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Wednesday, December 02, 2009

ETS a tax?

Well, a day into the new Liberal leadership and the predictable scare campaign starts: "the ETS is nothing more than new a tax!"
Well of course it's a tax, you dipshits - it's a tax on big polluters who otherwise wouldn't be forced to pay for the costs they impose on the environment [and others] in the search of profit!

The environment is a 'public good' - ie one which is freely available to all and which is not charged to users. But big polluters impose a big cost on the the environment [& us all] so an ETS - or a carbon tax, for that matter - work to impose a cost on them, so that they will no longer be able to make as much money by causing damage to the environment - ie they will have to bear some cost for the damage they cause, causing them to pollute less!

So Tony Abbott and Barnaby Joyce, to the extent that it will force them to consider the cost of polluting in their business decisions, yes it is a tax, and that is not a bad thing!


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Tuesday, December 01, 2009

Of backflips, and conservative perversion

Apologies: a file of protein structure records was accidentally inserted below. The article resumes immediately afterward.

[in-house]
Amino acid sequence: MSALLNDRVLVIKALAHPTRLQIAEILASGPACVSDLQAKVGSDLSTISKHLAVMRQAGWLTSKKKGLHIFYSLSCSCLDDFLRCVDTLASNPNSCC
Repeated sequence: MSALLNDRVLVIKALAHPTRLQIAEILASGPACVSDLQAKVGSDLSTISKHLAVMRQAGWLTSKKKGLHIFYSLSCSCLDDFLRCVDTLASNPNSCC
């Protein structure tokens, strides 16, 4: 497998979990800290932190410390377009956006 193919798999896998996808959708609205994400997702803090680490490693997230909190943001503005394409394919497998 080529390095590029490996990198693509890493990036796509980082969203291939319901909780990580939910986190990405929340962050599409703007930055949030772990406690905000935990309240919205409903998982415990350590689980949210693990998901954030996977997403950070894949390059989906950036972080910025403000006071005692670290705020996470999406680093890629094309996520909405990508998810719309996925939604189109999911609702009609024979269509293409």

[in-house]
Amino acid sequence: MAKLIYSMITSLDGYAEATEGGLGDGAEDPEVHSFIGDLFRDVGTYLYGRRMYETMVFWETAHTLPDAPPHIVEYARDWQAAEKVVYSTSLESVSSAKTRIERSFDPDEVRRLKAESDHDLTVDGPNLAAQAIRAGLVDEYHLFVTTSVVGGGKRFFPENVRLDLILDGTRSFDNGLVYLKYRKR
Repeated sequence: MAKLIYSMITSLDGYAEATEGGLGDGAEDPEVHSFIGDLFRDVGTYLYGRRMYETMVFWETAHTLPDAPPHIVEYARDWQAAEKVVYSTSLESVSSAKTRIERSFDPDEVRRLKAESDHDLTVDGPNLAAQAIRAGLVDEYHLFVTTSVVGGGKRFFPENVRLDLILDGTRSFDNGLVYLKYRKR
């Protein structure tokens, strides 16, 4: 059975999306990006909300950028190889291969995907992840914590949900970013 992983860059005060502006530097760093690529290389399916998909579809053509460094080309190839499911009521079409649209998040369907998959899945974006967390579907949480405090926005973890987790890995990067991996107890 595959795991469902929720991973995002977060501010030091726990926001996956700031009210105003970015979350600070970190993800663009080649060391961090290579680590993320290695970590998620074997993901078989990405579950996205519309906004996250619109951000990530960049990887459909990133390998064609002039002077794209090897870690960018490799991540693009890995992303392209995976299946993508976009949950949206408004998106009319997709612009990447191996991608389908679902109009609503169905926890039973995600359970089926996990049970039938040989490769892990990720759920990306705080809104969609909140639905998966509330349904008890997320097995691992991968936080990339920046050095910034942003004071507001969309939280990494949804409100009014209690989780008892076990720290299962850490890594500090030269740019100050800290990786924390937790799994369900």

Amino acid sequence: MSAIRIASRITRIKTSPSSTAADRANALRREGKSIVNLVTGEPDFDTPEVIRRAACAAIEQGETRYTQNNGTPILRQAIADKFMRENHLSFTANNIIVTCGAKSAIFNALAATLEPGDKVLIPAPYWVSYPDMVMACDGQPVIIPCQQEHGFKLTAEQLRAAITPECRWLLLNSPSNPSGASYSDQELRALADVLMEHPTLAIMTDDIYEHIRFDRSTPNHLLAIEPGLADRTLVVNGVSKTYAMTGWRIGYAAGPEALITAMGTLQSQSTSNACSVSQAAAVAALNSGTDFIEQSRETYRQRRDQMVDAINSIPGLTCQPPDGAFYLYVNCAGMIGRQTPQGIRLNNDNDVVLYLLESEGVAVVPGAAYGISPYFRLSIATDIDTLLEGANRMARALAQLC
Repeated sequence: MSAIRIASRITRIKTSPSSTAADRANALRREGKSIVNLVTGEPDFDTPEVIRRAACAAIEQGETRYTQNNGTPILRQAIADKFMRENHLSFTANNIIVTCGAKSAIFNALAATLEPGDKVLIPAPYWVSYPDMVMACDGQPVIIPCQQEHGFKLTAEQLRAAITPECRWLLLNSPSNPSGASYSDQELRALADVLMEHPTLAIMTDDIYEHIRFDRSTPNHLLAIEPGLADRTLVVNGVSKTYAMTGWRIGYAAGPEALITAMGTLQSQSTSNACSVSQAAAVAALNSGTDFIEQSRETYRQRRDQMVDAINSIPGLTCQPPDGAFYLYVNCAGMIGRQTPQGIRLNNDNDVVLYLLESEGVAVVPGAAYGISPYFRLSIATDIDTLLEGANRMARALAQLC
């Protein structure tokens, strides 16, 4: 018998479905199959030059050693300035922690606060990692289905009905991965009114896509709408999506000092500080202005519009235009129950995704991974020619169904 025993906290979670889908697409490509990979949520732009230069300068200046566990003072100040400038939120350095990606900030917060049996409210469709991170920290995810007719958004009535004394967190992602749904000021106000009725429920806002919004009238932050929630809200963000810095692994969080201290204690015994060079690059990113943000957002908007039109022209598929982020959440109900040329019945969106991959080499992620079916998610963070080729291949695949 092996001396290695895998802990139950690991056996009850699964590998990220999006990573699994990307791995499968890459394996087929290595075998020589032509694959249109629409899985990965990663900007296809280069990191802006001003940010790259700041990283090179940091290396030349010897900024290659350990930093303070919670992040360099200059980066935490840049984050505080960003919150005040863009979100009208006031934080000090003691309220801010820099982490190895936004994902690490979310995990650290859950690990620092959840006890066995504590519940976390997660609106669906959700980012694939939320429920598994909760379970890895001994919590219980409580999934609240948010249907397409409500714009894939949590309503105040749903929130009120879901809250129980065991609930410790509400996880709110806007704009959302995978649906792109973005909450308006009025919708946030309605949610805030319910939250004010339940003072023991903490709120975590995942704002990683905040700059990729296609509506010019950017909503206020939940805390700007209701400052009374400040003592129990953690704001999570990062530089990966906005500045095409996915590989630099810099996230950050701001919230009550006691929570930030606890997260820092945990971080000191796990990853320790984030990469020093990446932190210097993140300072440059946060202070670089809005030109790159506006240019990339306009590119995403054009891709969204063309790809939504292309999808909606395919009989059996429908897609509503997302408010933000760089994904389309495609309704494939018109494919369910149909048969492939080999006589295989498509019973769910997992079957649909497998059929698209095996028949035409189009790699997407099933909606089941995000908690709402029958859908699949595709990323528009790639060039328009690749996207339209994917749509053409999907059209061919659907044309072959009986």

The Liberal Party's repudiation of their previous agreement to pass the Federal Government's ETS scheme is [apart from being treacherous in terms of breaking a negotiated settlement] both perverse and cycnical.

Perverse, because this deal - while possibly too generous to big polluters - was probably the best scheme that big business could ever hope for, and cynical because, to satisfy a core conservative constituency [ie the Liberal heartland] in the short term, they are dealing a blow to Australia's and the Liberal's long-term interests.

And the irony is that the Labour Govt's ETS is not that much different from John Howard's ETS policy at the 2007 election. As George Megalogenis writes in today's Australian, "no mainstream political party has ever obstructed the government on an issue that it itself had promised at the ballot box... no party has ever tried to double-cross the electorate in this way before".